Facebook Inc said on Thursday it will introduce tools to prevent fake news stories from spreading on its platform, an about-face in response to rising criticism that it did not do enough to combat the problem during the US presidential campaign.
The social network company stressed that the new features are part of an ongoing process to refine and test how it deals with fake news. It has faced complaints this year involving how it monitors and polices content produced by its 1.8 billion users.
Facebook said users will find it easier to flag fake articles on their News Feed as a hoax, and it will work with organizations such as fact-checking website Snopes, ABC News and the Associated Press to check the authenticity of stories.
(Also see: Facebook Uses Survey to Curb Fake News)
If such organizations identify a story as fake, Facebook said, it will get flagged as "disputed" and be linked to the corresponding article explaining why.
The company said disputed stories may appear lower in its news feed, adding that once a story is flagged, it cannot be promoted.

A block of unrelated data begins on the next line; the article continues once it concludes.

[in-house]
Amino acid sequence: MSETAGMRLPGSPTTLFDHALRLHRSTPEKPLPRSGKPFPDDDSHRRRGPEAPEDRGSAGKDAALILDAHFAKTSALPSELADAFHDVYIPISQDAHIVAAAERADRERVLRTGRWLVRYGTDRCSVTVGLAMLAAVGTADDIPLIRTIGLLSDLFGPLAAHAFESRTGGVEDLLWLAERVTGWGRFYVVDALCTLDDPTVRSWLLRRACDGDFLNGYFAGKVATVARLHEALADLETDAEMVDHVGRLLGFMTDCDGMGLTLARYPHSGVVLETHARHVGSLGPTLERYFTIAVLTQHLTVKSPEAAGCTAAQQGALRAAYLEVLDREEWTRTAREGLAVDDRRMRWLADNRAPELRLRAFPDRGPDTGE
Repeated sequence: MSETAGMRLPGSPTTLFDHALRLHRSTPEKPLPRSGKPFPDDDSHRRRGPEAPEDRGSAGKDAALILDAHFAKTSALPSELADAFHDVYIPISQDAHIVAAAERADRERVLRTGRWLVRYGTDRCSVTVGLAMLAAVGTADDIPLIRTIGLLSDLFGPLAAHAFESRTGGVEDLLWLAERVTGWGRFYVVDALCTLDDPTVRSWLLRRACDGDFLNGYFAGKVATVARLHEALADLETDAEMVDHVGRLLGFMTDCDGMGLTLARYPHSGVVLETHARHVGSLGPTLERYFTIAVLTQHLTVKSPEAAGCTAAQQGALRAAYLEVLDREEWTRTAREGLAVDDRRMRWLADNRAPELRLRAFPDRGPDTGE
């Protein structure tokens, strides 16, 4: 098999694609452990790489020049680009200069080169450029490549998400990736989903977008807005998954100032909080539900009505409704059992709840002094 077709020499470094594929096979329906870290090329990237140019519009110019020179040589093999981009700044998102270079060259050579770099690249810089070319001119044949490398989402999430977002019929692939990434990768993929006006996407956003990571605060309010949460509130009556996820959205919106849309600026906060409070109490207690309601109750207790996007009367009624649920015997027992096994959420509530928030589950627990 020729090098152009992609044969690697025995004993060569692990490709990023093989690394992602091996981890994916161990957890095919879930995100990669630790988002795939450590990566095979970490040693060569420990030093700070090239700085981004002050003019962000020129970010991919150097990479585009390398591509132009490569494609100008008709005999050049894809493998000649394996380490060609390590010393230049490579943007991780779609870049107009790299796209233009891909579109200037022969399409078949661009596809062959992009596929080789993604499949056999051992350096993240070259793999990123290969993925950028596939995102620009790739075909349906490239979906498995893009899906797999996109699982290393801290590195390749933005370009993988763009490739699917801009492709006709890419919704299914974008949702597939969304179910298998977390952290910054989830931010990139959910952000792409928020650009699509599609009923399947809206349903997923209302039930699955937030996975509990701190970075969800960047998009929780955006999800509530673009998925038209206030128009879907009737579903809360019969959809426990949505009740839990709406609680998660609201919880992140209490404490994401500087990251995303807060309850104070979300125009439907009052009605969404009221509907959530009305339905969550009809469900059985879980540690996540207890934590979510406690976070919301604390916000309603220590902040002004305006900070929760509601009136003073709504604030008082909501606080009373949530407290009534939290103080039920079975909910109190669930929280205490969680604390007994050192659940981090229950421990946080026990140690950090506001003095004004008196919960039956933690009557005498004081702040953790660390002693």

A few weeks ago, Chief Executive Mark Zuckerberg said it was a "crazy idea" that fake or misleading news on Facebook helped swing the election in favour of Republican Donald Trump. But criticism persisted amid reports that people in the United States and other countries have fabricated sensational hoaxes meant to appeal to conservatives.
Critics said fake news often was more widely read than news reported by major media organizations.
Ahead of the November 8 election, Facebook users saw fake news reports saying Pope Francis endorsed Trump and that a federal agent who had been investigating Democratic candidate Hillary Clinton was found dead.
The effort by Facebook is intended to focus on the "worst of the worst" of clear hoaxes created by "spammers for their own gain," Adam Mosseri, Facebook's vice president in charge of its News Feed, said in a blog post.
Some far-right conservative writers quickly pounced on the announcement, decrying it as a covert attempt to muzzle their legitimate content.
"Translation: A group of incredibly biased left-wing fake news outlets will bury dissenting opinions," Paul Joseph Watson, editor-at-large of the far-right website Infowars, which routinely peddles unsubstantiated conspiracy theories, said on Twitter.
Facebook has struggled throughout the year to mollify conservatives who fear the company may be censoring them. The company fired contractors who managed the site's trending news sidebar after a report by Gizmodo in May quoted an anonymous employee claiming the site routinely suppressed conservative news.
On Thursday, Joel Kaplan, Facebook's vice president for US public policy, met with President-elect Trump at his Manhattan tower.
© Thomson Reuters 2016